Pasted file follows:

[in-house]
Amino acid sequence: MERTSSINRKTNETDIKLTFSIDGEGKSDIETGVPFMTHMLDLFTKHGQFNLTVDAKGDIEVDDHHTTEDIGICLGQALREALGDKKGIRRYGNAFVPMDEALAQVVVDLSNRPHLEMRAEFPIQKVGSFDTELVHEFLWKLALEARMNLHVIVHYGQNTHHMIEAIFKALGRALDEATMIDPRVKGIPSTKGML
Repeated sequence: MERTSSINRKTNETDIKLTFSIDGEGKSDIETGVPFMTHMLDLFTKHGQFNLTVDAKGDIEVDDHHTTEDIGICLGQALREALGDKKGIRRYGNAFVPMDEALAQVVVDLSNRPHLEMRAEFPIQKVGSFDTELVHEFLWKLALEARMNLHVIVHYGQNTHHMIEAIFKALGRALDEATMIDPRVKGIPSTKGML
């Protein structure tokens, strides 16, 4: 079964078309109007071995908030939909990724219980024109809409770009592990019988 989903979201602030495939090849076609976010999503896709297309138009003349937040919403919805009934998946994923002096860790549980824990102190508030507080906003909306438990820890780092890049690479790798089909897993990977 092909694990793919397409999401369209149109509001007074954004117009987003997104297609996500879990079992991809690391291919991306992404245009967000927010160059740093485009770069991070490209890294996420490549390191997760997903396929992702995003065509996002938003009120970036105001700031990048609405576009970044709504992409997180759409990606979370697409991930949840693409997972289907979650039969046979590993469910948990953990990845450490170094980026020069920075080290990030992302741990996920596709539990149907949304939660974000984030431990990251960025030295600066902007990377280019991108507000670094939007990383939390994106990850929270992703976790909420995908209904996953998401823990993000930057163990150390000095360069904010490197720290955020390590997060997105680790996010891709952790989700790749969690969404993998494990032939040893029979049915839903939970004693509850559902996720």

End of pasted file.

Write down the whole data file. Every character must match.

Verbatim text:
[in-house]
Amino acid sequence: MERTSSINRKTNETDIKLTFSIDGEGKSDIETGVPFMTHMLDLFTKHGQFNLTVDAKGDIEVDDHHTTEDIGICLGQALREALGDKKGIRRYGNAFVPMDEALAQVVVDLSNRPHLEMRAEFPIQKVGSFDTELVHEFLWKLALEARMNLHVIVHYGQNTHHMIEAIFKALGRALDEATMIDPRVKGIPSTKGML
Repeated sequence: MERTSSINRKTNETDIKLTFSIDGEGKSDIETGVPFMTHMLDLFTKHGQFNLTVDAKGDIEVDDHHTTEDIGICLGQALREALGDKKGIRRYGNAFVPMDEALAQVVVDLSNRPHLEMRAEFPIQKVGSFDTELVHEFLWKLALEARMNLHVIVHYGQNTHHMIEAIFKALGRALDEATMIDPRVKGIPSTKGML
């Protein structure tokens, strides 16, 4: 079964078309109007071995908030939909990724219980024109809409770009592990019988 989903979201602030495939090849076609976010999503896709297309138009003349937040919403919805009934998946994923002096860790549980824990102190508030507080906003909306438990820890780092890049690479790798089909897993990977 092909694990793919397409999401369209149109509001007074954004117009987003997104297609996500879990079992991809690391291919991306992404245009967000927010160059740093485009770069991070490209890294996420490549390191997760997903396929992702995003065509996002938003009120970036105001700031990048609405576009970044709504992409997180759409990606979370697409991930949840693409997972289907979650039969046979590993469910948990953990990845450490170094980026020069920075080290990030992302741990996920596709539990149907949304939660974000984030431990990251960025030295600066902007990377280019991108507000670094939007990383939390994106990850929270992703976790909420995908209904996953998401823990993000930057163990150390000095360069904010490197720290955020390590997060997105680790996010891709952790989700790749969690969404993998494990032939040893029979049915839903939970004693509850559902996720």